Following up on a self-assembling robot project that kicked off in 2013, researchers at MIT's Computer Science and Artificial Intelligence Laboratory have given these climbing, leaping and rolling M-Blocks the ability to communicate with one another.
Six years after researchers at MIT began developing self-assembling blocks -- "M-Blocks" -- that could climb onto and around one another, jump through the air, and roll across the ground, the team announced that they have succeeded in giving the devices the ability to communicate with one another using a "barcode-like" method.
With an identifier on each face of the block, the cubes are able to recognize each other and move in sync to complete basic tasks like creating a line. The M-Blocks stick together via magnets placed on each face and move thanks to "mass inside of them which they 'throw' against the side of the module, which causes the block to rotate and move."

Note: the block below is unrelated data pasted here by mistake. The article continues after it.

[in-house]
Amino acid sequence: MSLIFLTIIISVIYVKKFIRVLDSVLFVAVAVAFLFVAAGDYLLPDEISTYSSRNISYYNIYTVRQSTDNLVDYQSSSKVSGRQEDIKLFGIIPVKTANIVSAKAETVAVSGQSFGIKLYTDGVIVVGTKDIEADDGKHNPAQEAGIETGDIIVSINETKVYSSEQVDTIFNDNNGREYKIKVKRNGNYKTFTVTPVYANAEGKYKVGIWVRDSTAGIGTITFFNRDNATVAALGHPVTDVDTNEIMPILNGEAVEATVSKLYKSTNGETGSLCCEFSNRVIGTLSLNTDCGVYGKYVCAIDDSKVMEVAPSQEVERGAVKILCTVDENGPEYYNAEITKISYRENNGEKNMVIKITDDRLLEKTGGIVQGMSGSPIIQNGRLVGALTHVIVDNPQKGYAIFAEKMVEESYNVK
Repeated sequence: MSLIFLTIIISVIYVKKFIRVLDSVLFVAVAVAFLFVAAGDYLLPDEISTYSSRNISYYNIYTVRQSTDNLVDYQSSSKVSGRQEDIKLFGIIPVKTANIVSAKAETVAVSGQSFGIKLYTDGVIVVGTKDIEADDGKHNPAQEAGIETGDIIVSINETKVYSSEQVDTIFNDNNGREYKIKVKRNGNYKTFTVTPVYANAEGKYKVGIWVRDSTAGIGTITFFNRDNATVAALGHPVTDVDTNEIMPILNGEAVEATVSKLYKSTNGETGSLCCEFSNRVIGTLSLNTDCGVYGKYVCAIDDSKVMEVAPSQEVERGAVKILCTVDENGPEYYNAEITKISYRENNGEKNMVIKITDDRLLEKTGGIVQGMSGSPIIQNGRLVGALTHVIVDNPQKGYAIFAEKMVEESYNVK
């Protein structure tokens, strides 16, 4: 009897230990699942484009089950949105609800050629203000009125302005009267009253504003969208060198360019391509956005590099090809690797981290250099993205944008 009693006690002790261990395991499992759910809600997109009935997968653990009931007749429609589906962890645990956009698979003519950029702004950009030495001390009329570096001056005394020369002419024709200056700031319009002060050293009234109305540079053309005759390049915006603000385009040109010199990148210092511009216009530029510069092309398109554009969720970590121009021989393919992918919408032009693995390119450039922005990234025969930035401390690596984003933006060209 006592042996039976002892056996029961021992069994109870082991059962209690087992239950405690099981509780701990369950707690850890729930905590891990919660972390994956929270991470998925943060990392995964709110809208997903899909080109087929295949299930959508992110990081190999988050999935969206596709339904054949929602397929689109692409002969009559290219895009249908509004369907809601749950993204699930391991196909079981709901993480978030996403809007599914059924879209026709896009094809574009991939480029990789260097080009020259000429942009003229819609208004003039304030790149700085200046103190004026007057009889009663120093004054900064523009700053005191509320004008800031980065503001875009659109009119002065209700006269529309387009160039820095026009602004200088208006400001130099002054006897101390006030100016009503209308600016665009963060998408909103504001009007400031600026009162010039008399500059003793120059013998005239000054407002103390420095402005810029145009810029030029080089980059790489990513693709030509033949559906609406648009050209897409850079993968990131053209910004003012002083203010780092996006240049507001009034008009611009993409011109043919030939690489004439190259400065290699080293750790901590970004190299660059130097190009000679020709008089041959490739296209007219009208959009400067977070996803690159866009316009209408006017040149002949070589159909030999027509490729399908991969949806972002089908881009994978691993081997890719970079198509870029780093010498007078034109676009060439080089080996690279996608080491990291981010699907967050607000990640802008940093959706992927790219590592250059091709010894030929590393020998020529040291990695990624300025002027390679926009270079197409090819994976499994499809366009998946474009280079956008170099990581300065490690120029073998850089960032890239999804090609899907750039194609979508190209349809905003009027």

Though the behavior of the cubes is still relatively primitive, the tech behind it is highly complex and the team imagines a wide variety of possible applications, including gaming, healthcare, inspection and disaster response situations. For instance, MIT explained that in the future, firefighters might be able to toss these blocks on the ground near a burning building where the cubes can assemble themselves into a staircase for emergency response teams to climb up.
"The unique thing about our approach is that it's inexpensive, robust, and potentially easier to scale to a million modules," said John Romanishin, a CSAIL PhD student working on the project.
Compared to similar projects which use robotic arms to move device units around or communicate via infrared light or radio waves, the M-Block system and operation is quite simple; from the outside, they look just like cubes.
The next step of the project for the team is to create bigger swarms by using more blocks.